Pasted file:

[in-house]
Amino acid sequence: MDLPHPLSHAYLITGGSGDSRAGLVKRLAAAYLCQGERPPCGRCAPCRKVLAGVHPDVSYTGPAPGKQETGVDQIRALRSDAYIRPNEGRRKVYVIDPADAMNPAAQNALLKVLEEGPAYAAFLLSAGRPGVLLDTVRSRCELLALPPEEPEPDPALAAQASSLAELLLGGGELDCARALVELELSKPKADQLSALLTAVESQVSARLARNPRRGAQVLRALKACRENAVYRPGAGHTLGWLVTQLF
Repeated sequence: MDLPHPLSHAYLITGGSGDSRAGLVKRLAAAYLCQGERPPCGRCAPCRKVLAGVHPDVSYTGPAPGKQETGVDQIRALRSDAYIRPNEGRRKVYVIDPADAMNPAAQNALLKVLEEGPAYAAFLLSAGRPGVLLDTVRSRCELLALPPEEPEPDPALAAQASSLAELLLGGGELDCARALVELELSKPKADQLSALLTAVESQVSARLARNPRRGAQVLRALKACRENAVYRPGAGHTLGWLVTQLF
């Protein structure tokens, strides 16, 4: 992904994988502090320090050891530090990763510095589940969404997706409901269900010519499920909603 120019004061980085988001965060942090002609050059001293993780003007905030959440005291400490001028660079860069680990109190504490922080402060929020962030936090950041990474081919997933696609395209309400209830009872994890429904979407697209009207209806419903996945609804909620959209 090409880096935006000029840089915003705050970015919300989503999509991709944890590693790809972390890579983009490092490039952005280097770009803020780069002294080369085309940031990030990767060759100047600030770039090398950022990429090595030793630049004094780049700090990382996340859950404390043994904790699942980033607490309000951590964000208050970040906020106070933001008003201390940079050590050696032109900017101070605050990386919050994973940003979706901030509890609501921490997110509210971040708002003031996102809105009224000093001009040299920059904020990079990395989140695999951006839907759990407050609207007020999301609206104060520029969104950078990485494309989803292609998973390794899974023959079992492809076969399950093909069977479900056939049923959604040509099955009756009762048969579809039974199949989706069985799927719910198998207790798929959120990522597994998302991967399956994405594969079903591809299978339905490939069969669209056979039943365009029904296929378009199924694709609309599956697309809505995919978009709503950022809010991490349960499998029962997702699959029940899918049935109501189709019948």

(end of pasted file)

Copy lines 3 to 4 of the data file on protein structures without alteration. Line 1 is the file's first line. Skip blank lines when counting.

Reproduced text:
Repeated sequence: MDLPHPLSHAYLITGGSGDSRAGLVKRLAAAYLCQGERPPCGRCAPCRKVLAGVHPDVSYTGPAPGKQETGVDQIRALRSDAYIRPNEGRRKVYVIDPADAMNPAAQNALLKVLEEGPAYAAFLLSAGRPGVLLDTVRSRCELLALPPEEPEPDPALAAQASSLAELLLGGGELDCARALVELELSKPKADQLSALLTAVESQVSARLARNPRRGAQVLRALKACRENAVYRPGAGHTLGWLVTQLF
């Protein structure tokens, strides 16, 4: 992904994988502090320090050891530090990763510095589940969404997706409901269900010519499920909603 120019004061980085988001965060942090002609050059001293993780003007905030959440005291400490001028660079860069680990109190504490922080402060929020962030936090950041990474081919997933696609395209309400209830009872994890429904979407697209009207209806419903996945609804909620959209 090409880096935006000029840089915003705050970015919300989503999509991709944890590693790809972390890579983009490092490039952005280097770009803020780069002294080369085309940031990030990767060759100047600030770039090398950022990429090595030793630049004094780049700090990382996340859950404390043994904790699942980033607490309000951590964000208050970040906020106070933001008003201390940079050590050696032109900017101070605050990386919050994973940003979706901030509890609501921490997110509210971040708002003031996102809105009224000093001009040299920059904020990079990395989140695999951006839907759990407050609207007020999301609206104060520029969104950078990485494309989803292609998973390794899974023959079992492809076969399950093909069977479900056939049923959604040509099955009756009762048969579809039974199949989706069985799927719910198998207790798929959120990522597994998302991967399956994405594969079903591809299978339905490939069969669209056979039943365009029904296929378009199924694709609309599956697309809505995919978009709503950022809010991490349960499998029962997702699959029940899918049935109501189709019948």